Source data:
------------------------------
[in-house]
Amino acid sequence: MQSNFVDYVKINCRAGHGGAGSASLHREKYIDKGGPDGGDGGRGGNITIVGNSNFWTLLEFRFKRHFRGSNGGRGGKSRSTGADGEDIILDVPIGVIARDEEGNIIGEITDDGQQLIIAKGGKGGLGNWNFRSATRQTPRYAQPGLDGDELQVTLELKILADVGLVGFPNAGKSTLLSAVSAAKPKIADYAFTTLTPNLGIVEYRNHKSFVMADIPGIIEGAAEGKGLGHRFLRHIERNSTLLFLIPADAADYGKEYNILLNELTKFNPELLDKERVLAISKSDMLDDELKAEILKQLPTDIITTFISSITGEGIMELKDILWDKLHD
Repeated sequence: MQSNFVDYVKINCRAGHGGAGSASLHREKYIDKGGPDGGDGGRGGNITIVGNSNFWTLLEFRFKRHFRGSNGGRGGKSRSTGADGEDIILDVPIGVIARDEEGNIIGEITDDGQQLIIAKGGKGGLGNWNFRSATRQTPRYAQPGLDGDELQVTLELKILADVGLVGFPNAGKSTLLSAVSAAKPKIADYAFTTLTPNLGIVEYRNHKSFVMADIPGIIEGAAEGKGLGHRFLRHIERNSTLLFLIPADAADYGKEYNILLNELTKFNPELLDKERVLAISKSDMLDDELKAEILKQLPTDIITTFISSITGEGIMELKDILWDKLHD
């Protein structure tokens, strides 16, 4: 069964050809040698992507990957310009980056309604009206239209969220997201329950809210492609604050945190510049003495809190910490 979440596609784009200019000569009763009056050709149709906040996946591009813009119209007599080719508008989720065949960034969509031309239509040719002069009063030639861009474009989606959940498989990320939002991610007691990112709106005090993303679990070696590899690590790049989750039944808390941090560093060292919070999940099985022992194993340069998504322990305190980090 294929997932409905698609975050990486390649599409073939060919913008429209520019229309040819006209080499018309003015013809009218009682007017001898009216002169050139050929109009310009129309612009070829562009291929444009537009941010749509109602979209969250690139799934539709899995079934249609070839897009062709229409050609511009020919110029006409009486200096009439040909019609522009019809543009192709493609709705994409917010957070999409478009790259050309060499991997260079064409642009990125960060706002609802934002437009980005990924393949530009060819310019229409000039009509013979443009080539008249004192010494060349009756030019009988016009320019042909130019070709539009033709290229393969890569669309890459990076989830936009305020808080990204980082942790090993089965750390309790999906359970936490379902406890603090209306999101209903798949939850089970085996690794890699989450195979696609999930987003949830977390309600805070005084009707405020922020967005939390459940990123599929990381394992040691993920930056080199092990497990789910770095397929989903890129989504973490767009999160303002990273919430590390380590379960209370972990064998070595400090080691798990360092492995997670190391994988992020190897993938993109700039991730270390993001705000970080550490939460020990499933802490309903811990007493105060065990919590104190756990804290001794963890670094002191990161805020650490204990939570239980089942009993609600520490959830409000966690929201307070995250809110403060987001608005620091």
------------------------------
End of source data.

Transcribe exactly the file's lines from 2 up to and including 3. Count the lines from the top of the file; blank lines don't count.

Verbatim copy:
Amino acid sequence: MQSNFVDYVKINCRAGHGGAGSASLHREKYIDKGGPDGGDGGRGGNITIVGNSNFWTLLEFRFKRHFRGSNGGRGGKSRSTGADGEDIILDVPIGVIARDEEGNIIGEITDDGQQLIIAKGGKGGLGNWNFRSATRQTPRYAQPGLDGDELQVTLELKILADVGLVGFPNAGKSTLLSAVSAAKPKIADYAFTTLTPNLGIVEYRNHKSFVMADIPGIIEGAAEGKGLGHRFLRHIERNSTLLFLIPADAADYGKEYNILLNELTKFNPELLDKERVLAISKSDMLDDELKAEILKQLPTDIITTFISSITGEGIMELKDILWDKLHD
Repeated sequence: MQSNFVDYVKINCRAGHGGAGSASLHREKYIDKGGPDGGDGGRGGNITIVGNSNFWTLLEFRFKRHFRGSNGGRGGKSRSTGADGEDIILDVPIGVIARDEEGNIIGEITDDGQQLIIAKGGKGGLGNWNFRSATRQTPRYAQPGLDGDELQVTLELKILADVGLVGFPNAGKSTLLSAVSAAKPKIADYAFTTLTPNLGIVEYRNHKSFVMADIPGIIEGAAEGKGLGHRFLRHIERNSTLLFLIPADAADYGKEYNILLNELTKFNPELLDKERVLAISKSDMLDDELKAEILKQLPTDIITTFISSITGEGIMELKDILWDKLHD